For various personal reasons, an older gentleman of my acquaintance cut his car inspection too close, and I’d encourage my fellow Rhode Islanders similarly to live on the edge every now and then for perspective on what our government’s political philosophy really is.
While there was still time remaining on the older gentleman’s inspection sticker, a light on his dashboard that indicated that (probably) something was wrong with one of the sensors in his exhaust system. A trustworthy mechanic told him that it had to do with the car company’s combination of two materials for a screw and a canister that didn’t do well in the New England atmosphere. This would allow some little bit of air into the system (or something) and trip the warning light. With various things going on in his life, my acquaintance wasn’t sure if he wanted to jump through the hurdles of fixing the car or get a new one or what. He drives the vehicle so infrequently, after all.
In the meantime, a threatening letter arrived in the mail informing him that his registration would expire at 11:59 p.m. on September 4, 2018, in the absence of an inspection. The summer progressed a bit. Then the trustworthy mechanic was on vacation. But with a week to go, the canister was replaced (at significant cost), and the mechanic advised that it might take a few days for the car to pass its computerized tests, because the system is designed to catch people who just reset the lights and go straight for inspections.
A holiday intervened, and then the morning of the inspection, yesterday, another light came on indicating that something was wrong with an airbag or a seat belt or just some sensor attached to one of those devices, and the car would not pass inspection for safety reasons. This means that the DMV cannot, by law, give an extension of the sticker (as it could for environmental reasons) even to get the gentleman through his Friday car appointment and Monday inspection.
So: The state of Rhode Island has decided that nobody living within the boundaries of its rule can be trusted to assess the risk to themselves of driving vehicles in which the modern safety measures might not be working properly. Thus, under the law, unlucky timing with a warning light requires the older gentleman to have his perfectly drivable car towed to the trustworthy mechanic and then to an inspection station because he might be at slightly elevated risk of injury if he gets into an accident somewhere in the space of that five-mile drive.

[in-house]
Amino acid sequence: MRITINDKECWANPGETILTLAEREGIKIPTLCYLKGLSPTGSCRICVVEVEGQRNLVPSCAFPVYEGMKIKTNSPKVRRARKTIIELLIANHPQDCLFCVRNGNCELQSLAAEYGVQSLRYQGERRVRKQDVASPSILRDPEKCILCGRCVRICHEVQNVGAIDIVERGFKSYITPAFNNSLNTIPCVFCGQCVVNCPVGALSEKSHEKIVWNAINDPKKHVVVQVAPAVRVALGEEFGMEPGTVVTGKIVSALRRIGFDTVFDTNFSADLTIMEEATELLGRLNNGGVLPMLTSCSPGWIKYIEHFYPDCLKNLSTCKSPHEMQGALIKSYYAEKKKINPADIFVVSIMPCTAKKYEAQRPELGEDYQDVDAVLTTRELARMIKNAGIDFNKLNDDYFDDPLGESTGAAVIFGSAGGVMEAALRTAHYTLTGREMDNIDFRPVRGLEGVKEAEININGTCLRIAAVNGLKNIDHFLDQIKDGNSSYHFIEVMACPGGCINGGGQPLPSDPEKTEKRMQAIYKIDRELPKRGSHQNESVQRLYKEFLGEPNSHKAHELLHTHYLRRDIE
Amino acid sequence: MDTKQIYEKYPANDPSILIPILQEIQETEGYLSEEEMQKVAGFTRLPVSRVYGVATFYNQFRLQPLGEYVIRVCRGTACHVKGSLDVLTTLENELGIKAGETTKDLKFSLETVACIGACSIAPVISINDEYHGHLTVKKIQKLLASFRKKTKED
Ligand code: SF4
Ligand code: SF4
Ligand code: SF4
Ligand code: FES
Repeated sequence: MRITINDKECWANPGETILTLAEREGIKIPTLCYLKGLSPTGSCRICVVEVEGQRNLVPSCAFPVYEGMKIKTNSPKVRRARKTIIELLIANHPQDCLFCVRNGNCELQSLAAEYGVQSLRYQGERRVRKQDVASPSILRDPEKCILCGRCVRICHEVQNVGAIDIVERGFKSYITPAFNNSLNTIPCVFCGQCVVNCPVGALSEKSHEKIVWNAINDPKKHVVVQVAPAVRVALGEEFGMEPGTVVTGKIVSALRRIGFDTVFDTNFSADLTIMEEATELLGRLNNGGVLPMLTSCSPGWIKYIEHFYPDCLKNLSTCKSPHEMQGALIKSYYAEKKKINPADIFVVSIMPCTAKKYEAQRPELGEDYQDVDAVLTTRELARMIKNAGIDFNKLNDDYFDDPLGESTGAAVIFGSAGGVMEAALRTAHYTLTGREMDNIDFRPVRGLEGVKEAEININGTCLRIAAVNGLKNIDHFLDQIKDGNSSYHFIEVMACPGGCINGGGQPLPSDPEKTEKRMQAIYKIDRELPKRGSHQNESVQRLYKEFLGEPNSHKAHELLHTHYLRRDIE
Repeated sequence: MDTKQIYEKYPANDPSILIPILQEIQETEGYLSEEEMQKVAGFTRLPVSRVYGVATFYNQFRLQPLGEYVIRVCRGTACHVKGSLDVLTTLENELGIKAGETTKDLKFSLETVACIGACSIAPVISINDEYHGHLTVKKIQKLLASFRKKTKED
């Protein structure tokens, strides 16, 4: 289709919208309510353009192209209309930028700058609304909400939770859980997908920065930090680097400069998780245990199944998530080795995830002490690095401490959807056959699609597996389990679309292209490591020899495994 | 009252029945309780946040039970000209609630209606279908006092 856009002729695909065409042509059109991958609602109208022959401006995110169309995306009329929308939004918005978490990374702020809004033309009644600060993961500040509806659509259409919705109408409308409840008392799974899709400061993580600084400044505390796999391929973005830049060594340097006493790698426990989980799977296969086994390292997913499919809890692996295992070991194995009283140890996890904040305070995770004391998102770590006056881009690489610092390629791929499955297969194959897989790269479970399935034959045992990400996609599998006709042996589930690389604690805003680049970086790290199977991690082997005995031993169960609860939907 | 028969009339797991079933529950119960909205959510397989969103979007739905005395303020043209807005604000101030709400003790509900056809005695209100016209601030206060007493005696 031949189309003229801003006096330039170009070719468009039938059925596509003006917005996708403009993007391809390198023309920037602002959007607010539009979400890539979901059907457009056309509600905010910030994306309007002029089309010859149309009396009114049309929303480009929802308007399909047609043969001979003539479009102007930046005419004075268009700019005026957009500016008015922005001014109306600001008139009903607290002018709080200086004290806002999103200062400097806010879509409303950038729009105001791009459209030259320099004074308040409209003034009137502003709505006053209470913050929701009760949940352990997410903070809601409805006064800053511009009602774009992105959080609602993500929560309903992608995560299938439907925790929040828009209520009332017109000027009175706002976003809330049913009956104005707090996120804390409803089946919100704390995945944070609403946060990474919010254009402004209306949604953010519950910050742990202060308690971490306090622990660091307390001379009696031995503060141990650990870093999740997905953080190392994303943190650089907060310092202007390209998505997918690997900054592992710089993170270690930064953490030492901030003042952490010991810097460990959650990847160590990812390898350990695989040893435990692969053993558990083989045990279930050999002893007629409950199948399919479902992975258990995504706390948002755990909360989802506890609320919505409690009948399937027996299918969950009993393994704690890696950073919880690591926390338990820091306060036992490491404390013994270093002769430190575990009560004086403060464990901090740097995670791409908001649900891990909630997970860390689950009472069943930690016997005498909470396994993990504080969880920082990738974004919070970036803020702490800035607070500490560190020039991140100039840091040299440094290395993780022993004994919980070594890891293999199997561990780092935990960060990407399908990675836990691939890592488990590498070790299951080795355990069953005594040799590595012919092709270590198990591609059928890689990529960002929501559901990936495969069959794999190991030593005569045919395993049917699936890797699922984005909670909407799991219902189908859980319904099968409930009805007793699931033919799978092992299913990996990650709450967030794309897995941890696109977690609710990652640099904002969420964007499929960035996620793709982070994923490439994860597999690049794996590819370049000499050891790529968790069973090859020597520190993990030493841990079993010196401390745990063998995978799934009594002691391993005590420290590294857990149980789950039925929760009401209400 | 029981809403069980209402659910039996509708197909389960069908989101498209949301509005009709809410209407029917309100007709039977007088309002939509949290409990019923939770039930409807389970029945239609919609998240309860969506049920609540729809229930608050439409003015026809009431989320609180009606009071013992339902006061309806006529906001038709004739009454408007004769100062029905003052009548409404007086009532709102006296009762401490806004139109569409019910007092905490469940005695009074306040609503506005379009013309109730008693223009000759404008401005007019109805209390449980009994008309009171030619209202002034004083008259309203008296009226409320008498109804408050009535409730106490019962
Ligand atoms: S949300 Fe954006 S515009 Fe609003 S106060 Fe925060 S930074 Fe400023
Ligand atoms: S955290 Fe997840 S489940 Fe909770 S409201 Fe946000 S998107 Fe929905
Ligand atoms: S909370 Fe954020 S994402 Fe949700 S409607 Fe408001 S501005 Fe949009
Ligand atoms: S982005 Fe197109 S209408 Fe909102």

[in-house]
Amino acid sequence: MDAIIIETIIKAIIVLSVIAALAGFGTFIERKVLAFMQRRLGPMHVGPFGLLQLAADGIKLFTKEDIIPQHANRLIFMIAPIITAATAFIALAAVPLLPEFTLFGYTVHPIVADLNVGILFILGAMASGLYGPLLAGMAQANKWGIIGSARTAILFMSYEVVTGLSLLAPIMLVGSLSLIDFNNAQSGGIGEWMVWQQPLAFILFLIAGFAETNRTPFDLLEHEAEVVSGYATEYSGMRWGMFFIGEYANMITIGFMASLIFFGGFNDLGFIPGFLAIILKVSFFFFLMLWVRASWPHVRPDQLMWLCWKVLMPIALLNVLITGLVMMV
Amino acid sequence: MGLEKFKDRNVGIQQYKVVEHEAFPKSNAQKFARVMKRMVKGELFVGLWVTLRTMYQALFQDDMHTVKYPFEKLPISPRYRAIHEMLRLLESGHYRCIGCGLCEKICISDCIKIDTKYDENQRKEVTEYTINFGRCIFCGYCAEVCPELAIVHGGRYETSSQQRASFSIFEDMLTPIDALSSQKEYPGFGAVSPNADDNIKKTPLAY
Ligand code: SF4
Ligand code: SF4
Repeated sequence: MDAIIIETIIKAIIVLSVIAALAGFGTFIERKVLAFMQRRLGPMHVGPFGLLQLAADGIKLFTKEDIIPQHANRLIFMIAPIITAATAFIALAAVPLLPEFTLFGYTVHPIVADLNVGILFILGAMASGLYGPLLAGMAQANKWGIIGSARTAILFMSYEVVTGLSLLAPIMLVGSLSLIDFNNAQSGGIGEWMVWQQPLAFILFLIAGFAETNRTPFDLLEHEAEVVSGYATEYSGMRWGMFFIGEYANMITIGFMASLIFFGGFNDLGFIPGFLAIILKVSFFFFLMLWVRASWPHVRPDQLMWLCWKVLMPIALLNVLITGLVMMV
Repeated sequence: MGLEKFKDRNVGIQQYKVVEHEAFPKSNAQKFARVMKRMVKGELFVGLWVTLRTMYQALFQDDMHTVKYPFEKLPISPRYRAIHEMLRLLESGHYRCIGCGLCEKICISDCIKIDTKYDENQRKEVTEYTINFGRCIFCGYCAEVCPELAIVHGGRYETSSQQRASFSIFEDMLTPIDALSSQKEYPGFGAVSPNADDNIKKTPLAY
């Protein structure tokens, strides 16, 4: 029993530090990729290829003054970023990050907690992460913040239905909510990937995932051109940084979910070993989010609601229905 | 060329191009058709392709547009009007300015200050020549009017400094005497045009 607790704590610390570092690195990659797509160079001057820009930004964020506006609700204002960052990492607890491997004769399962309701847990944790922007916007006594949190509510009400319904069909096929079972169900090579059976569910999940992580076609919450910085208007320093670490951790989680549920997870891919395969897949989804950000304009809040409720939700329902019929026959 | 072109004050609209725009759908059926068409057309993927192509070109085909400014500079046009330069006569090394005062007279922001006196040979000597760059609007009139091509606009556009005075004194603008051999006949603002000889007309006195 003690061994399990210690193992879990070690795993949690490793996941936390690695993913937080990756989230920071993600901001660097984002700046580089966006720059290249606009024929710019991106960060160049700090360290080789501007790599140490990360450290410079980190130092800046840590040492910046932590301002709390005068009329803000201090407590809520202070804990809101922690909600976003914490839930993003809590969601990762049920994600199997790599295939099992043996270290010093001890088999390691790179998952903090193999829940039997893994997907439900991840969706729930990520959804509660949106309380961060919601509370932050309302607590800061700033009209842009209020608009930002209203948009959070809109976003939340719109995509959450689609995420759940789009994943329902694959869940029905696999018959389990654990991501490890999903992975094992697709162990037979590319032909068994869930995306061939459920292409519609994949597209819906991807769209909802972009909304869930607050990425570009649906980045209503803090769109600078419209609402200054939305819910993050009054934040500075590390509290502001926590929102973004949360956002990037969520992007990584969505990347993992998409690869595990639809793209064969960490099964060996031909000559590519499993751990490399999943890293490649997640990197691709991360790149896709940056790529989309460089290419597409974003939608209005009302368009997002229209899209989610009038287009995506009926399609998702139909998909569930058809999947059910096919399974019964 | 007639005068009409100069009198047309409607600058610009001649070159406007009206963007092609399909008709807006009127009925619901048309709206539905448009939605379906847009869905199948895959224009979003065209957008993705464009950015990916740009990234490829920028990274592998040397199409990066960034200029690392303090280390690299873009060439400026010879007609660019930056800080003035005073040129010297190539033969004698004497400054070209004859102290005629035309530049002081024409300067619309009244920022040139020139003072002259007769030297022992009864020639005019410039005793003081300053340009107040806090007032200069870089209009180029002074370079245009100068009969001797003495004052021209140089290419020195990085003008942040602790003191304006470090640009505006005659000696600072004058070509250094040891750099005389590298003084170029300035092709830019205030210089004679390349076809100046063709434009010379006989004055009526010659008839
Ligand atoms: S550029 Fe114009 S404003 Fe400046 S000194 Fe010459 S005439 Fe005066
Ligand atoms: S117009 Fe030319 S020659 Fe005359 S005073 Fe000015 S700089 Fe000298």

What’s more, the car inspector noted that the law currently calls for people who allow their registration to lapse for this very reason to pay a $250 fee to reinstate it, although our politicians decided that an election year was not the time to begin collecting. “Why do we live in this state?,” the older gentleman asked me.
Now multiply this political philosophy — that the laws should impose significant costs of money and stress on people for their own good — across every area of life that government touches, which is rapidly becoming every area of life. I’ve heard the older gentleman’s question all the time for many years, often from people who have looked for and found opportunities to move.
I usually suggest to them that a better question is, “Why do we let these people govern us?” Unfortunately, too many people truly believe that we have no choice, in Rhode Island, and now, with the surging of progressives, things are on track to get worse.
If only there were warning lights on our government, that would require that lumbering machine to remain in the State House parking lot while human sensors like the older gentleman are screaming.
ADDENDUM: Keep in mind, too, the warning that these experiences give us of life under a progressive government that also has computerized tracking systems. An update of the DMV’s computer system is what enabled the implementation of advance notice for registration suspension and fees. Technology in the cars is what allows an inspector to know whether the lights were just reset. Internet connectivity is what allows all of these systems to interact in real time and be checked on the road by police officers.
Moreover, with every step along the way captured and transmitted, the ability of anybody to use common sense. The only judgment allowed comes when the legislature imposes a rule and the bureaucracy defines the regulations. This means it’s increasingly imperative for us to understand the complex consequences across society of every decision government makes — every boundary that it sets for how we live our lives. That goes not only for new laws that our legislature might pass, but also for the application of laws implemented before modern computers were imagined. Technology has taken away the shock absorbers of human judgment.